Think of a buoy bobbing on the surface of the water. It’s there for a reason: There’s an anchor holding it down on the ocean floor. Behavior is the buoy that you see in employees; motivation is the anchor. If you want to achieve a certain behavior, you need to build a chain between the two: connect the motivation to the behavior. If you connect every work task to what really matters to the employee, every choice they make becomes an exercise of their will in the world.

Understand Your Own Anchors

To engage your employees through coaching, you must first understand what motivates you as an individual (your anchor) and tie your motivation to your behavior (your buoy) as a coach. According toCore Strengths research, individuals are motivated primarily by concern for people, concern for process, concern for performance or a combination of two or all three.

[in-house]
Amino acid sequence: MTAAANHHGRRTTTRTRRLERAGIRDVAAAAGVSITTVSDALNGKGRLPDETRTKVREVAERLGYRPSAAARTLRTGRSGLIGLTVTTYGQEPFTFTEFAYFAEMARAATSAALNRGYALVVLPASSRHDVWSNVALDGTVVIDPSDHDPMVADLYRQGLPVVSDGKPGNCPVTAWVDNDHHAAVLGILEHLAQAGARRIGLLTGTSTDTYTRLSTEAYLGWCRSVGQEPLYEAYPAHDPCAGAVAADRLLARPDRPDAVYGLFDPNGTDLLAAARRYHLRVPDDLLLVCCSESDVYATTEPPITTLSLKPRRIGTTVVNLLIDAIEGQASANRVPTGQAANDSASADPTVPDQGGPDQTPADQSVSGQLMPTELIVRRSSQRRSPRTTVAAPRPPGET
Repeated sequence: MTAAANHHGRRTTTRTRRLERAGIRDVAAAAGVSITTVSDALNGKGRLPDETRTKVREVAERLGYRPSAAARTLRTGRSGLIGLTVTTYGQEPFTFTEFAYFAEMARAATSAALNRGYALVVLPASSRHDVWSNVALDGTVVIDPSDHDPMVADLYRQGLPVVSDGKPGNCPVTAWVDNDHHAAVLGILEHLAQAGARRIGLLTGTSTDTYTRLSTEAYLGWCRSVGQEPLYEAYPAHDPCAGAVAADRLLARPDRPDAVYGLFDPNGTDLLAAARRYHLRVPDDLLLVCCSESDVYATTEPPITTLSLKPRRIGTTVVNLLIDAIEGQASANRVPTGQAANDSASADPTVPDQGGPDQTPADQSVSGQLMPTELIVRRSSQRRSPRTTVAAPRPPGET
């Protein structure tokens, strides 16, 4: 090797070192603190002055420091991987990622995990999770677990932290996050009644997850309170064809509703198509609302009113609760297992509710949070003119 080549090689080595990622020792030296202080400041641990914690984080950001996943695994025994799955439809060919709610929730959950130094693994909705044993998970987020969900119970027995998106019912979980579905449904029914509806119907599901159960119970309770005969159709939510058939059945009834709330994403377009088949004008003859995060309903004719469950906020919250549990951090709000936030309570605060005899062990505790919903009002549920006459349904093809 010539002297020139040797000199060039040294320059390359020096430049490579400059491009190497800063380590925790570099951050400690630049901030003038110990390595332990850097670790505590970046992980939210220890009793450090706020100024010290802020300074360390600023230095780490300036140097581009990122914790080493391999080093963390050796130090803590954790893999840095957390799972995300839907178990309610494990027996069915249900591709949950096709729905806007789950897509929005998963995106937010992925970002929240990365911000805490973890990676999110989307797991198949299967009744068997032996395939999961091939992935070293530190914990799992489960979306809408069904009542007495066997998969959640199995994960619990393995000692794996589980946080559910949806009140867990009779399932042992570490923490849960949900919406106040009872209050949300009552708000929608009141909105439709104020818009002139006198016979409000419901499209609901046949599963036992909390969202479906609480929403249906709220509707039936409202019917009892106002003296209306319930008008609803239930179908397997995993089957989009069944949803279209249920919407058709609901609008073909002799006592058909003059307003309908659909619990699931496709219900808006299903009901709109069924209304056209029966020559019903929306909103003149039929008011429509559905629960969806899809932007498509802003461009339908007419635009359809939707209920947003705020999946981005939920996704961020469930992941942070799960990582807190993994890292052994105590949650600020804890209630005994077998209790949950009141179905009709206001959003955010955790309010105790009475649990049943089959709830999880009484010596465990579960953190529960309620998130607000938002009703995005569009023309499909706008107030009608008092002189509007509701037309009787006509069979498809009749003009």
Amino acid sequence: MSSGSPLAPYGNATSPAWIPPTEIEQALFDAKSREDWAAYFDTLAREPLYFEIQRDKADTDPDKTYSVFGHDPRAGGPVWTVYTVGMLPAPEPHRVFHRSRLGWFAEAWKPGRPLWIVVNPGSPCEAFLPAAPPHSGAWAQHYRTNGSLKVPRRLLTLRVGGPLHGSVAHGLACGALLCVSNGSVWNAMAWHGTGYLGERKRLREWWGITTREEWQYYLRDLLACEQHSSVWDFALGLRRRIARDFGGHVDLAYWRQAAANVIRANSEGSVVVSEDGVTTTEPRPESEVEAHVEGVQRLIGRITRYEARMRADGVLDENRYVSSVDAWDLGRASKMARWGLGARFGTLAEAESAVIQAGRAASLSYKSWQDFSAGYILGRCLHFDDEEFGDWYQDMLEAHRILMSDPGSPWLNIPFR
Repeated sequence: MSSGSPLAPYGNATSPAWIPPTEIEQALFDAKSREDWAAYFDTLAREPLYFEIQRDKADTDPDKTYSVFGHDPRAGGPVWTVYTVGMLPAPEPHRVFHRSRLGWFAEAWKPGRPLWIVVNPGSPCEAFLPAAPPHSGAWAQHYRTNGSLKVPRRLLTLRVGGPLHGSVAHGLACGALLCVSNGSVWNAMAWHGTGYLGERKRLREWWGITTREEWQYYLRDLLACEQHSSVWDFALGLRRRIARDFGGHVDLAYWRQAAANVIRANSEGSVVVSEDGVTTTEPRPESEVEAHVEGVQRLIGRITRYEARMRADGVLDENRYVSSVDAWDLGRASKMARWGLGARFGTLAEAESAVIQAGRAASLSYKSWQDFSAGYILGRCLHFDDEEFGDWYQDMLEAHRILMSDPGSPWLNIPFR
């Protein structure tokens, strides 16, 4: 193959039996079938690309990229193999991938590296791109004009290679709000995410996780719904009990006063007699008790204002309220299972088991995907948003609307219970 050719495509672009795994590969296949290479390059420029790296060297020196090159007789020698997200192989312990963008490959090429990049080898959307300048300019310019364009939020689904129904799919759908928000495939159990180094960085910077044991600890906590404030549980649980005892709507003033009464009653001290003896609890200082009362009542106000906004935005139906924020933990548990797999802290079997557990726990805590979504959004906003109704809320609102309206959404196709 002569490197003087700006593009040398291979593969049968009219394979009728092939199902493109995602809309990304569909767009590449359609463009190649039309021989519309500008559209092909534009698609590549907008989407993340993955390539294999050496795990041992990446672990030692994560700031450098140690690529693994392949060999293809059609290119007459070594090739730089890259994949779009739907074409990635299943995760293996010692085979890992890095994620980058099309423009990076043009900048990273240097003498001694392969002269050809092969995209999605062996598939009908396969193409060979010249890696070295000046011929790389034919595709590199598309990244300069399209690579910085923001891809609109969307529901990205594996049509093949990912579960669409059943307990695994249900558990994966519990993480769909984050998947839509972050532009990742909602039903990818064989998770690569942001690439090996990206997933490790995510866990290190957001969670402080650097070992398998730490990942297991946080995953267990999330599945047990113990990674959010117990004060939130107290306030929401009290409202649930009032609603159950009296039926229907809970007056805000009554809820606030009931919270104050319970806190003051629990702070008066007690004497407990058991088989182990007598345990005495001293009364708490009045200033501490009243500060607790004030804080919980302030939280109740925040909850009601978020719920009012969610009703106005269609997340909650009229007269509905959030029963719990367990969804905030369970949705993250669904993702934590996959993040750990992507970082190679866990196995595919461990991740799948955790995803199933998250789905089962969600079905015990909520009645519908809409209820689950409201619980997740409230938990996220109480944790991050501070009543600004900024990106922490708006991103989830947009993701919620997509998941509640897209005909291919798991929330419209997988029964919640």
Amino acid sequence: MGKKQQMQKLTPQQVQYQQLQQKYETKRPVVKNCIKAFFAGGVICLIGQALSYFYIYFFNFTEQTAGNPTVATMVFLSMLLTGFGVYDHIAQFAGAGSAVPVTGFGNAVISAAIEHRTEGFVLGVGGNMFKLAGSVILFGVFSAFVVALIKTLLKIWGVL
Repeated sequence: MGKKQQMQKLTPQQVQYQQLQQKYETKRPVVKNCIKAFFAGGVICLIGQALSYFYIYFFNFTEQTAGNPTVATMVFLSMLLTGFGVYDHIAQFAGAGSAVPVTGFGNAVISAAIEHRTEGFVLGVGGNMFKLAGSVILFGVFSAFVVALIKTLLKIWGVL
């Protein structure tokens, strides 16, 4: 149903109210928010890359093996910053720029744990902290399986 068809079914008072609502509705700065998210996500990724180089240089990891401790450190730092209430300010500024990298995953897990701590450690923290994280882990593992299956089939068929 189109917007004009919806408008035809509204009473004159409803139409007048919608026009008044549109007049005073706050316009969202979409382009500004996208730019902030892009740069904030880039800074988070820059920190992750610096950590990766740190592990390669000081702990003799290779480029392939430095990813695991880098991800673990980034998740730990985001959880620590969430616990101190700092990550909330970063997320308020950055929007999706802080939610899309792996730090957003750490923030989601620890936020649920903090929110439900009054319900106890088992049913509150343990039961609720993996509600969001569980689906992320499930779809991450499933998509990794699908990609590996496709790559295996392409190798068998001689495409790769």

• People: Individuals who are motivated by the protection, growth and welfare of others. They have a strong desire to help others who can genuinely benefit.
  • Performance: Individuals who are motivated by task accomplishment and achieving results. They have a strong desire to set goals, take decisive action, and claim earned rewards.
  • Process: Individuals who are motivated by meaningful order and thinking things through. They have a strong desire to pursue independent interests, to be practical and to be fair.

When you read about these three motives, does one jump out that’s most important to you, do you strongly identify with two, or do you balance all three? Self-awareness makes managers better coaches. Understanding your own motivations makes you more aware of innate bias and open to the fact that others have different primary motivations from your own.